I remember Risk for three reasons. One, as a kid playing with friends, it quickly became the game that never got finished. Instead, there would always be argument of players teaming up against someone else, then chaos ensuing, and finally the board being thrown angrily across the room (or backyard) resulting in a game over situation. Two, later, in high school, playing the game with "captured POW" rules, which usually resulted in all of the POWs being held in a concentration camp in Japan. A broken part of this rule was that the player who had all of his armies trapped in Japan could still grow his armies by 3 every turn, and a roll of 6 and 6 on the dice would result in a breakout of the "camp". This usually resulted in the giant march of POWs collected over an entire game taking over the board. And finally, later in college, playing Risk for money, where you put 10 cents into a pool for every army you placed on the board, and collected 10 cents for every army that you defeat.

This usually resulted in the net result of winning pretty much zero money, but at least you never lost any money either. Welcome to the world of zero sum games.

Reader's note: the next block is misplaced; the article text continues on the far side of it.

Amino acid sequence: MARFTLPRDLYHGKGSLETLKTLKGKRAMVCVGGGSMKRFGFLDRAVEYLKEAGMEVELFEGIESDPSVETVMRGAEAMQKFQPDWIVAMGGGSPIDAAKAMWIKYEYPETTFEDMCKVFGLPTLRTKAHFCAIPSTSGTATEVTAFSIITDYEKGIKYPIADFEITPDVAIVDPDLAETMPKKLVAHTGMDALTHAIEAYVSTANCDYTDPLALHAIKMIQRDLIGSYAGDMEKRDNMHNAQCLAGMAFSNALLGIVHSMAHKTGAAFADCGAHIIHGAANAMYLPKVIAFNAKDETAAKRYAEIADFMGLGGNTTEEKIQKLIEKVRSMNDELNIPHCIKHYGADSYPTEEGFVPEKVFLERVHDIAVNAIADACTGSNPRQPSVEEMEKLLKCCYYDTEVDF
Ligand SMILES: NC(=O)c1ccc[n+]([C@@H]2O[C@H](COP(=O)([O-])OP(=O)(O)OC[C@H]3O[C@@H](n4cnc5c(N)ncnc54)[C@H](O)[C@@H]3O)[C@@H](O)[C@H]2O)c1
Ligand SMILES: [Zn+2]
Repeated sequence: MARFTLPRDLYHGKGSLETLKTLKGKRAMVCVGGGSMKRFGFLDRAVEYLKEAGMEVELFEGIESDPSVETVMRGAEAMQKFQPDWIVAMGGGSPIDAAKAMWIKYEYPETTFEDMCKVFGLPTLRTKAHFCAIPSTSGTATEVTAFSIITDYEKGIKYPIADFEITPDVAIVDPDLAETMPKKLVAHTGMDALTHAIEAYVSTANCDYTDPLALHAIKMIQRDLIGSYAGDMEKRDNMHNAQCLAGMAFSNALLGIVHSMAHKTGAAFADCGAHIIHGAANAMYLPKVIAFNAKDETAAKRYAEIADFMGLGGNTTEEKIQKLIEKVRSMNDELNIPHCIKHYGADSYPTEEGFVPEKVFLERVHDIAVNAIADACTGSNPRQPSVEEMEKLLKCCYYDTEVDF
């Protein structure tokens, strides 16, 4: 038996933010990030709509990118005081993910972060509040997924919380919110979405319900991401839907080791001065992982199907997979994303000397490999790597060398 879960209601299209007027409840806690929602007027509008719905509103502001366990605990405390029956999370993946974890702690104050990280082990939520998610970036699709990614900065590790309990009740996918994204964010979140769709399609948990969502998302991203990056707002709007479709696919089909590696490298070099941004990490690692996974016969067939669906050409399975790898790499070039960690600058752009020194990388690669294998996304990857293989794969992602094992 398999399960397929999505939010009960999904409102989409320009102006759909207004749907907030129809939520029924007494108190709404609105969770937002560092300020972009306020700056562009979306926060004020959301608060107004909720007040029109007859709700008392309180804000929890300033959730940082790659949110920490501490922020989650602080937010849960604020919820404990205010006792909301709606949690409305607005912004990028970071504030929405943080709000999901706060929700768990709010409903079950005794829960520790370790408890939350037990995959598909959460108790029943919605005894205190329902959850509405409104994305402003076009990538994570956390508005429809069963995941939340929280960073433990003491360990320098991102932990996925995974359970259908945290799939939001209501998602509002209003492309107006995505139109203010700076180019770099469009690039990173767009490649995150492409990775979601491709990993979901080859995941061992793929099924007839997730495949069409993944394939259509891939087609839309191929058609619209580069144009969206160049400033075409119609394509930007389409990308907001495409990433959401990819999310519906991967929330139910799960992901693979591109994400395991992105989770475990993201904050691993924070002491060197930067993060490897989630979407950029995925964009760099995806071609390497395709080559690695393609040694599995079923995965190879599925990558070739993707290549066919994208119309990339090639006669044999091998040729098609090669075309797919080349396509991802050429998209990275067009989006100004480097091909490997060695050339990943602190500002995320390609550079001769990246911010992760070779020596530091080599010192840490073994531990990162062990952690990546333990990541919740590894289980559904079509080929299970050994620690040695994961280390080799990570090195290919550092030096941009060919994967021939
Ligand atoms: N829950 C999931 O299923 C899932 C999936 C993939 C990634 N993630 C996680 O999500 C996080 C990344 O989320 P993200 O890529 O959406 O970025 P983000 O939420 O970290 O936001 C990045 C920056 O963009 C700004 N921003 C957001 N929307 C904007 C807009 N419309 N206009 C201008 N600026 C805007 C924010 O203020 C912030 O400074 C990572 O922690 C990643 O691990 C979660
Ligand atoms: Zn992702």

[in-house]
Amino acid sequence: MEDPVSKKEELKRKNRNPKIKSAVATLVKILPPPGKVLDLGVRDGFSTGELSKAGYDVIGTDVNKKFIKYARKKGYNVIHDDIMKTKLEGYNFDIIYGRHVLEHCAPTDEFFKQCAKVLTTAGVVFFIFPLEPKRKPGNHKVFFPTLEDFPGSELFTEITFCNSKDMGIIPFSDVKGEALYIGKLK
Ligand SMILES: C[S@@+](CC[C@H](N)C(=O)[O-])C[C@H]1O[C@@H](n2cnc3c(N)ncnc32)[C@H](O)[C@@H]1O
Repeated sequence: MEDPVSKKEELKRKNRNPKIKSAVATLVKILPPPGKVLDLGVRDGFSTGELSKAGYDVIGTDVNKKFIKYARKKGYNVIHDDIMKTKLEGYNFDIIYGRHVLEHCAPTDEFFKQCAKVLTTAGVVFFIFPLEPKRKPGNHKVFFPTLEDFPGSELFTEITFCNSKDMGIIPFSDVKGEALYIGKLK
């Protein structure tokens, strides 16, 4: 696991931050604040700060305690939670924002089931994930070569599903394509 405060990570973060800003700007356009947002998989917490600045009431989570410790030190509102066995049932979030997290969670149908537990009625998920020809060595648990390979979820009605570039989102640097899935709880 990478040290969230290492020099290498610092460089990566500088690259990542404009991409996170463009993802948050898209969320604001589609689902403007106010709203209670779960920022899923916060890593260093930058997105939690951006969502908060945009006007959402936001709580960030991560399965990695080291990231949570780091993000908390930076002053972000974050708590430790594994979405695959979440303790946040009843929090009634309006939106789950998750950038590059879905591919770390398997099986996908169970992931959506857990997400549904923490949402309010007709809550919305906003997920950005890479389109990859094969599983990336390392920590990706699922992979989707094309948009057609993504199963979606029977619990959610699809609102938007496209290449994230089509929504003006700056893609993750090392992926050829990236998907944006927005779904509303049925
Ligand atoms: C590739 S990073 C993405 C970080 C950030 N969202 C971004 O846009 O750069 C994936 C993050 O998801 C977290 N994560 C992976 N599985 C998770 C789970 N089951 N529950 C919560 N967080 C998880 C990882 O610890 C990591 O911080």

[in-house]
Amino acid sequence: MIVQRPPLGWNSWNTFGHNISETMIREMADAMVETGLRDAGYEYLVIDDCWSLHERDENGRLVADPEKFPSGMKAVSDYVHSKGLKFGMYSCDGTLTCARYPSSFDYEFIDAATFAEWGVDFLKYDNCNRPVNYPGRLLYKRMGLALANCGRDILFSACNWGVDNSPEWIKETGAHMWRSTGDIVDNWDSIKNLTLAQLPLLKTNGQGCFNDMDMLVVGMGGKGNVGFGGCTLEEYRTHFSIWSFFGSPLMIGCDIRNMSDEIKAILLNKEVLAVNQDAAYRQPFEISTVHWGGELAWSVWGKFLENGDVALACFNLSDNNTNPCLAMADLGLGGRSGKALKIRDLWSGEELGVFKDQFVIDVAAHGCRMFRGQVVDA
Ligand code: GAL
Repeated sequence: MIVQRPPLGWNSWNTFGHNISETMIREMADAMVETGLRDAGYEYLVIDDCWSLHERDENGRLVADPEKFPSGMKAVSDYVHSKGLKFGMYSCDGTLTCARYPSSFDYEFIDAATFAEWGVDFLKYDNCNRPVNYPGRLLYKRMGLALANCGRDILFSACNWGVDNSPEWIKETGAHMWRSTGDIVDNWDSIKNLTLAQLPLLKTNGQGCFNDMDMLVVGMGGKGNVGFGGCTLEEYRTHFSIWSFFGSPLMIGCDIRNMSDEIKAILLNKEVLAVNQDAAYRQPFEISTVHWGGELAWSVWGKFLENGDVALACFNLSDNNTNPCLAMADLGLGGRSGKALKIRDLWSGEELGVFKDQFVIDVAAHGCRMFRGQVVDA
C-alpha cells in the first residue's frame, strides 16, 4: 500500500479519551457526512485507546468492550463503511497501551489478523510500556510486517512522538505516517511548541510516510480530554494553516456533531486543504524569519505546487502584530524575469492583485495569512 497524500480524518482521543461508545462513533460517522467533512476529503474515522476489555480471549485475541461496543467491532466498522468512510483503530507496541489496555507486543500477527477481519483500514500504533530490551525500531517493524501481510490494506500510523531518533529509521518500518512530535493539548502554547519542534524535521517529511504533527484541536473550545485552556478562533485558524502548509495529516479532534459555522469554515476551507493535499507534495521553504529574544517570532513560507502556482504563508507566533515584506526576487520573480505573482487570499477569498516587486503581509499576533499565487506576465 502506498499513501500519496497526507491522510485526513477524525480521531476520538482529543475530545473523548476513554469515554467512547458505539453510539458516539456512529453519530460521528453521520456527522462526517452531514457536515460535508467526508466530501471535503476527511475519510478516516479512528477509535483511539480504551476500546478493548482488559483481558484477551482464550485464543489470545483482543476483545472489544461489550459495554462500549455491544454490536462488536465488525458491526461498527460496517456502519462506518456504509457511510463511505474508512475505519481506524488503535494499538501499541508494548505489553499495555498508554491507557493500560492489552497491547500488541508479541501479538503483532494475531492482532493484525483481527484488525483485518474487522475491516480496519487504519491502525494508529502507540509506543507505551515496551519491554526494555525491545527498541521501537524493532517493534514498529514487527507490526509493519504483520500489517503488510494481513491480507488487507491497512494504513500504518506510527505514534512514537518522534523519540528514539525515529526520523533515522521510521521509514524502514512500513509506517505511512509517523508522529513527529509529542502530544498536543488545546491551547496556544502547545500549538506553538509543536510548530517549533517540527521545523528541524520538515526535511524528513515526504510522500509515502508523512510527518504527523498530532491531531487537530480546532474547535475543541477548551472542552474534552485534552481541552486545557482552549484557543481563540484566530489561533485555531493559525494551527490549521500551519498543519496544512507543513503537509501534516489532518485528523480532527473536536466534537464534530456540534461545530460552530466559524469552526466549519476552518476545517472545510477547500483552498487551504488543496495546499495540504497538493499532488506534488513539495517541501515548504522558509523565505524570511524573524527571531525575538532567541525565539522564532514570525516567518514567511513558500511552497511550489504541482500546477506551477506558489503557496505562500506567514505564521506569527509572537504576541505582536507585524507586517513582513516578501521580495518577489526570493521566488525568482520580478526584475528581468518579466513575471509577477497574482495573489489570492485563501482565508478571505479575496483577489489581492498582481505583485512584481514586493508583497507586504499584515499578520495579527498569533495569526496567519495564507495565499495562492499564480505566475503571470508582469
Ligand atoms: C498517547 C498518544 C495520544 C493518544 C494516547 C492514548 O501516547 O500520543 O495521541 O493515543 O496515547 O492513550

There's the previously mentioned electronic chess playing computer with the Sensory Chess Challenger. A friend of mine had this; it was pretty cool in that you didn't have to input co-ordinates of moves; pressing the plastic membrane on the board with the piece would signal the move to the computer. And little LED lights would indicate the computer's move. It was quite a leap forward in terms of interface design for computer challengers.

Along with chess, there's the additional added historical classic of Japanese Chess, Shogi.

Simon probably dances on the edge of the "Is this a game or a toy?" question even though it has an entry into BGG, while Rubik's Cube clearly falls off it. However, there is no denying the selling power of either.